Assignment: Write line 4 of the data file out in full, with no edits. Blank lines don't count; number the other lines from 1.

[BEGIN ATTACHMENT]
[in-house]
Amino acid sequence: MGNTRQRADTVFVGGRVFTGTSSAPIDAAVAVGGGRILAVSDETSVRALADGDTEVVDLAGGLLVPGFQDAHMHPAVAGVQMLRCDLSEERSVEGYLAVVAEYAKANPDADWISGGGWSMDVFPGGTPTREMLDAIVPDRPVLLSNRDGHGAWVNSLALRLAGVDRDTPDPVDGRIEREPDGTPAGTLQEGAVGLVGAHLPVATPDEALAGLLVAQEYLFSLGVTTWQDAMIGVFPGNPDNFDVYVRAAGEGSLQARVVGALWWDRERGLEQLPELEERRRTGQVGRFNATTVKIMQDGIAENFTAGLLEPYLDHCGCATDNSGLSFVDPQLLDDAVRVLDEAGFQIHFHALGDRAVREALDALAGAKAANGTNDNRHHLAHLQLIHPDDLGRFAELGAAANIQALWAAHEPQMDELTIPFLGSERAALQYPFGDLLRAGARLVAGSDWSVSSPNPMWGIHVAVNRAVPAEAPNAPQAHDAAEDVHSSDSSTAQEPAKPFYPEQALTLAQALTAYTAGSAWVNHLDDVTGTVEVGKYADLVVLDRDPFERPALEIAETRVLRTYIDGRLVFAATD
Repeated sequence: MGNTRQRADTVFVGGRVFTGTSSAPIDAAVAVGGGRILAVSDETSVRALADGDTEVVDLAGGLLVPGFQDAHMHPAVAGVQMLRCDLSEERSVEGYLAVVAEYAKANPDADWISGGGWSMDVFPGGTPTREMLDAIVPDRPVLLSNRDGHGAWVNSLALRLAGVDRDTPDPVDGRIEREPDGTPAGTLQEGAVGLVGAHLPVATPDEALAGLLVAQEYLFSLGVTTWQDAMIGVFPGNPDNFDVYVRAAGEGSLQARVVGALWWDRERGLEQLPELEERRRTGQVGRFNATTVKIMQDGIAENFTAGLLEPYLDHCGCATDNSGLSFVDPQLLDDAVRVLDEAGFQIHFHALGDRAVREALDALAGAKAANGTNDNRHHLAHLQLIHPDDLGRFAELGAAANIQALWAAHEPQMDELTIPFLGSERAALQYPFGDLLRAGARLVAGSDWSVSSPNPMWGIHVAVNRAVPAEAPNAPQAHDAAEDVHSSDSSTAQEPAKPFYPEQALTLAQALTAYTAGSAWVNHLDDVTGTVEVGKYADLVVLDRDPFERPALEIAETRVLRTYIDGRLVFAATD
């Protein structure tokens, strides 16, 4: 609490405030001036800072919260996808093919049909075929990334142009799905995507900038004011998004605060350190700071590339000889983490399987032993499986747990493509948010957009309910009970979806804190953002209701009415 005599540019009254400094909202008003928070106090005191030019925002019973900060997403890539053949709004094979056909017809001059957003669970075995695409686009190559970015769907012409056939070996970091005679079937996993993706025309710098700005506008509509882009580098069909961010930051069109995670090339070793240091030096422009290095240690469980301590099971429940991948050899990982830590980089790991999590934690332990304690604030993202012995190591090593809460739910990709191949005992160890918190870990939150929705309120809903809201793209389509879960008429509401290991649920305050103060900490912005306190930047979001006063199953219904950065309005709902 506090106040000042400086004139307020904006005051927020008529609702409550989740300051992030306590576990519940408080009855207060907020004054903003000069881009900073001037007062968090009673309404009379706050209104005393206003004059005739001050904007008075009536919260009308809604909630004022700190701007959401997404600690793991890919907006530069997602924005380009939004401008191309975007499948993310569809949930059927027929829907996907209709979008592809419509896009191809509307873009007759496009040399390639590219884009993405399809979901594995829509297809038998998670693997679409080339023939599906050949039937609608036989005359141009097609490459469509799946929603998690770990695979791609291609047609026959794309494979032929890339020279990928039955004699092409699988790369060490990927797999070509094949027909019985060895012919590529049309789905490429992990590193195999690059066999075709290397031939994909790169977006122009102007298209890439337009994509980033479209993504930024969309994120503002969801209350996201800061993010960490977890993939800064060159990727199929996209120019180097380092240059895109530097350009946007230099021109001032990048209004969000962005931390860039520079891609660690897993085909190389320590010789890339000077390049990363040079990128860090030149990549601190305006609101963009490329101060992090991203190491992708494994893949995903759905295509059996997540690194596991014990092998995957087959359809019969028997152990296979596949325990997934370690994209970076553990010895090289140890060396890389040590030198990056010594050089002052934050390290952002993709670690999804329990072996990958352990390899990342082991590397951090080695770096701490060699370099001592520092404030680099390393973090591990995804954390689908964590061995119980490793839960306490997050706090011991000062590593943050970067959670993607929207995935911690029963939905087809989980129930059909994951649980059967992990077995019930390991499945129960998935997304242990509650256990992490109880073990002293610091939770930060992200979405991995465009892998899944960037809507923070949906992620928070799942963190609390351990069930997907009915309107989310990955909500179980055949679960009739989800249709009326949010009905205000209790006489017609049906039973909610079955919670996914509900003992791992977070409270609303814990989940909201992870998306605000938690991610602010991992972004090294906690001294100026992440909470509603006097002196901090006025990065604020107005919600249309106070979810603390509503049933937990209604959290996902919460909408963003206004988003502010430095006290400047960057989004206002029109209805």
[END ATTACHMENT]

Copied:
């Protein structure tokens, strides 16, 4: 609490405030001036800072919260996808093919049909075929990334142009799905995507900038004011998004605060350190700071590339000889983490399987032993499986747990493509948010957009309910009970979806804190953002209701009415 005599540019009254400094909202008003928070106090005191030019925002019973900060997403890539053949709004094979056909017809001059957003669970075995695409686009190559970015769907012409056939070996970091005679079937996993993706025309710098700005506008509509882009580098069909961010930051069109995670090339070793240091030096422009290095240690469980301590099971429940991948050899990982830590980089790991999590934690332990304690604030993202012995190591090593809460739910990709191949005992160890918190870990939150929705309120809903809201793209389509879960008429509401290991649920305050103060900490912005306190930047979001006063199953219904950065309005709902 506090106040000042400086004139307020904006005051927020008529609702409550989740300051992030306590576990519940408080009855207060907020004054903003000069881009900073001037007062968090009673309404009379706050209104005393206003004059005739001050904007008075009536919260009308809604909630004022700190701007959401997404600690793991890919907006530069997602924005380009939004401008191309975007499948993310569809949930059927027929829907996907209709979008592809419509896009191809509307873009007759496009040399390639590219884009993405399809979901594995829509297809038998998670693997679409080339023939599906050949039937609608036989005359141009097609490459469509799946929603998690770990695979791609291609047609026959794309494979032929890339020279990928039955004699092409699988790369060490990927797999070509094949027909019985060895012919590529049309789905490429992990590193195999690059066999075709290397031939994909790169977006122009102007298209890439337009994509980033479209993504930024969309994120503002969801209350996201800061993010960490977890993939800064060159990727199929996209120019180097380092240059895109530097350009946007230099021109001032990048209004969000962005931390860039520079891609660690897993085909190389320590010789890339000077390049990363040079990128860090030149990549601190305006609101963009490329101060992090991203190491992708494994893949995903759905295509059996997540690194596991014990092998995957087959359809019969028997152990296979596949325990997934370690994209970076553990010895090289140890060396890389040590030198990056010594050089002052934050390290952002993709670690999804329990072996990958352990390899990342082991590397951090080695770096701490060699370099001592520092404030680099390393973090591990995804954390689908964590061995119980490793839960306490997050706090011991000062590593943050970067959670993607929207995935911690029963939905087809989980129930059909994951649980059967992990077995019930390991499945129960998935997304242990509650256990992490109880073990002293610091939770930060992200979405991995465009892998899944960037809507923070949906992620928070799942963190609390351990069930997907009915309107989310990955909500179980055949679960009739989800249709009326949010009905205000209790006489017609049906039973909610079955919670996914509900003992791992977070409270609303814990989940909201992870998306605000938690991610602010991992972004090294906690001294100026992440909470509603006097002196901090006025990065604020107005919600249309106070979810603390509503049933937990209604959290996902919460909408963003206004988003502010430095006290400047960057989004206002029109209805």